I came across an article on the Greenpeace site that got me
wondering...(www.greenpeace.org/~ozone/greenfreeze/ ) (see below for an
extract). The subject itself doesnít matter and Iím not trying to start a
debate on the ozone layer or on the greens. What impressed me is the way
they went about it, i.e. in a positive, proactive -dare I say it?- extropian
sort of way. But thatís not the point of this message either. The idea I got
from the article has to do with genetically modified crops: could it be
feasible to organise the production of, say, a cereal bar made with
genetically modified rice (the one with extra vitamin A), maybe in
collaboration with a charity involved in bringing it to third world
countries? The fact that it contains GM rice would be flaunted, rather than
hidden and it could foster a change in the general publicís perception of
GM foods. Any ideas, comments, suggestions on how to proceed? Could
(should?) the Extropy Institute itself become involved in this, with a
similar role as the one taken by Greenpeace in the refrigerants story?
>>THE STORY OF "GREENFREEZE"
In the spring of 1992 Greenpeace brought together scientists who had
extensively researched the use of propane and butane as refrigerants, with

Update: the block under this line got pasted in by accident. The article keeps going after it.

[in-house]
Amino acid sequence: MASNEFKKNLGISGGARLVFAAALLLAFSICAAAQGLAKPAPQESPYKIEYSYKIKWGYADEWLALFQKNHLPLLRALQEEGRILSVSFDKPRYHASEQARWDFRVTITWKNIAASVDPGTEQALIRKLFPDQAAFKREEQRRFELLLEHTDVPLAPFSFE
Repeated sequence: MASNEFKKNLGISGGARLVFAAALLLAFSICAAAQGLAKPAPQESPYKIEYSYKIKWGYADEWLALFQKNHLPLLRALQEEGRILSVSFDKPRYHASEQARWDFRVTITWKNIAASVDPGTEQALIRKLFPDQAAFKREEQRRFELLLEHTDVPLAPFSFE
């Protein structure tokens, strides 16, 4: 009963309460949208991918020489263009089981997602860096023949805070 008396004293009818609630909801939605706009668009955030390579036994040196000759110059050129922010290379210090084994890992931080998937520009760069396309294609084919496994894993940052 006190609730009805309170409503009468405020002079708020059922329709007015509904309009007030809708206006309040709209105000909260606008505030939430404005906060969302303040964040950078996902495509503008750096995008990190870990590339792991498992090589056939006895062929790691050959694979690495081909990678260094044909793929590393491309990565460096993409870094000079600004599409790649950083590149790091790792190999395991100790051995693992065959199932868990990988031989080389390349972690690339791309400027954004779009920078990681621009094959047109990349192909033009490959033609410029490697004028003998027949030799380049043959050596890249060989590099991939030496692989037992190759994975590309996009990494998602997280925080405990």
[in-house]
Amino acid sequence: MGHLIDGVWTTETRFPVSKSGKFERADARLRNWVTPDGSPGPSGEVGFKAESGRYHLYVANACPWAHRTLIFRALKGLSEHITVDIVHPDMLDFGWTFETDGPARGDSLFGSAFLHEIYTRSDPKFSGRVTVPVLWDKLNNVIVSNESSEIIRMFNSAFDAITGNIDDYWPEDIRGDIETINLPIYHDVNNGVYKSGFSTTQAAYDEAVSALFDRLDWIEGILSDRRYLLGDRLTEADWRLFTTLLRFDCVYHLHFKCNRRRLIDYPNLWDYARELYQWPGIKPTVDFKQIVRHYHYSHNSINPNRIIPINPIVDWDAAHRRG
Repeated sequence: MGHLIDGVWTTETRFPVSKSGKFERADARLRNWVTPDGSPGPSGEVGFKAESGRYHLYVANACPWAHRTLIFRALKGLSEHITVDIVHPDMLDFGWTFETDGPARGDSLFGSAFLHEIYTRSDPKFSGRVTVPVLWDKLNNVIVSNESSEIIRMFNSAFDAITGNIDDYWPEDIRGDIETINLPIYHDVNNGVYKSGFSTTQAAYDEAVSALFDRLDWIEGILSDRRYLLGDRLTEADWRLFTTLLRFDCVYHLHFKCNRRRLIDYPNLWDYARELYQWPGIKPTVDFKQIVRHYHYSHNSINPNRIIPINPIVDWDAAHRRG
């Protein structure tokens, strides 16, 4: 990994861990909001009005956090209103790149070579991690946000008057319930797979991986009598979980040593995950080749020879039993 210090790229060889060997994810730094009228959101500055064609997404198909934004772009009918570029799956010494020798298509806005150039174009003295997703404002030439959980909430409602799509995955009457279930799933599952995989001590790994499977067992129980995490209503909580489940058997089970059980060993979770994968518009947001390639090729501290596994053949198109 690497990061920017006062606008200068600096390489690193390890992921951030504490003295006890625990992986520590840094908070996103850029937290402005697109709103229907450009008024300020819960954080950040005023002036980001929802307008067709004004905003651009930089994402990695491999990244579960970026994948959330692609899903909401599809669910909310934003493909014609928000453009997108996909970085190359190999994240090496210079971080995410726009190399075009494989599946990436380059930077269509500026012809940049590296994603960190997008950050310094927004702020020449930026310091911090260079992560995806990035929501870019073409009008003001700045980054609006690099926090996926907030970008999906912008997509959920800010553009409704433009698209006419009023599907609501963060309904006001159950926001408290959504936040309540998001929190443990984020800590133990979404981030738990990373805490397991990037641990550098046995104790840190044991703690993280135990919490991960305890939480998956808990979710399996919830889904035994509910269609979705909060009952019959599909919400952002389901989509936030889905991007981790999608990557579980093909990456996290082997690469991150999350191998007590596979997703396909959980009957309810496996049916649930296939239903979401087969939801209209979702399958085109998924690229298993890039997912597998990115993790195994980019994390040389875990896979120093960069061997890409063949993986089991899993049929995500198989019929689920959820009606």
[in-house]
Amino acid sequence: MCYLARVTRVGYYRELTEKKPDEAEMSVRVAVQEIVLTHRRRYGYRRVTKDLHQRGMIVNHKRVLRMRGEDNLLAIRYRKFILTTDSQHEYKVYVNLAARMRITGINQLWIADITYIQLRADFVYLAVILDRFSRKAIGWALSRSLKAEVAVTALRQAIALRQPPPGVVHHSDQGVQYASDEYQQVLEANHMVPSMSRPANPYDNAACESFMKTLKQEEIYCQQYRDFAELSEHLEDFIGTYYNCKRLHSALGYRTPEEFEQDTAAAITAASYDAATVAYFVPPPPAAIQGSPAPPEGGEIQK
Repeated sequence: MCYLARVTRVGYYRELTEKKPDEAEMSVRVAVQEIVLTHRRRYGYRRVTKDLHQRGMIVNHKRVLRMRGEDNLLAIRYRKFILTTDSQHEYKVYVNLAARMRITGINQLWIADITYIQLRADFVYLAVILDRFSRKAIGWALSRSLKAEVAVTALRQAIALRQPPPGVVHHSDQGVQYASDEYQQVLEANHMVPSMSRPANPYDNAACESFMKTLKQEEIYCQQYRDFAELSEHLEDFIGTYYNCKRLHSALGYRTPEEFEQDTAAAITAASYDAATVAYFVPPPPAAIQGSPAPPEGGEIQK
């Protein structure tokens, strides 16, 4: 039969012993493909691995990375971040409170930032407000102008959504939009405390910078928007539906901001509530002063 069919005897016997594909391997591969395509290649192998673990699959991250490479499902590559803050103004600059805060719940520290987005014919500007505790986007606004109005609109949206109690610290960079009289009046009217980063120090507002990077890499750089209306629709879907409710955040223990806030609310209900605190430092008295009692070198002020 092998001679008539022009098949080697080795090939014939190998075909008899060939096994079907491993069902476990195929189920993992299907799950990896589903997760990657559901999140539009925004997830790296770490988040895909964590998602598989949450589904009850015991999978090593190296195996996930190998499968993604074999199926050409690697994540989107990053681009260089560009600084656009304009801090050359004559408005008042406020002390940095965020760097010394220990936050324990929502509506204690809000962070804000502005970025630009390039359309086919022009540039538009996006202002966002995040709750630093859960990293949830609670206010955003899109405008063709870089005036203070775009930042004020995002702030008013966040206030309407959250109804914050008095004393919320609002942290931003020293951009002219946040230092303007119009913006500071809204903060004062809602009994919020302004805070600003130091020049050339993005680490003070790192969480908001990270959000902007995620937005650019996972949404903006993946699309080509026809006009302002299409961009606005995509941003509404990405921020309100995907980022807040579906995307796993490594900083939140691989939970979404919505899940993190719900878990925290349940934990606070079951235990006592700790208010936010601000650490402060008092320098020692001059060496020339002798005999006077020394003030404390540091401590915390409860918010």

an East German company DKK Scharfenstein. The company had been producing
refrigerators for 50 years and was the leading household appliance
manufacturer in the former East Germany. After reunification, however, it
faced severe economic problems and was due to be closed down.
The meeting between the scientists and DKK Scharfenstein resulted in the
birth of 'Greenfreeze' technology for domestic refrigeration. Greenfreeze
refrigerators use hydrocarbons for both the blowing of the insulation foam
and the refrigerant and they are entirely free of ozone destroying and
global warming chemicals.
When DKK Scharfenstein announced their intention to mass produce
"Greenfreeze", Greenpeace successfully campaigned to gather tens of
thousands of pre-orders for the yet-to-be-produced new refrigerator from
environmentally conscious consumers in Germany. This overwhelming support
from the public secured the capital investment needed for the new
'Greenfreeze' product, and at the same time, salvaged the company and saved
the jobs of its workers. <<
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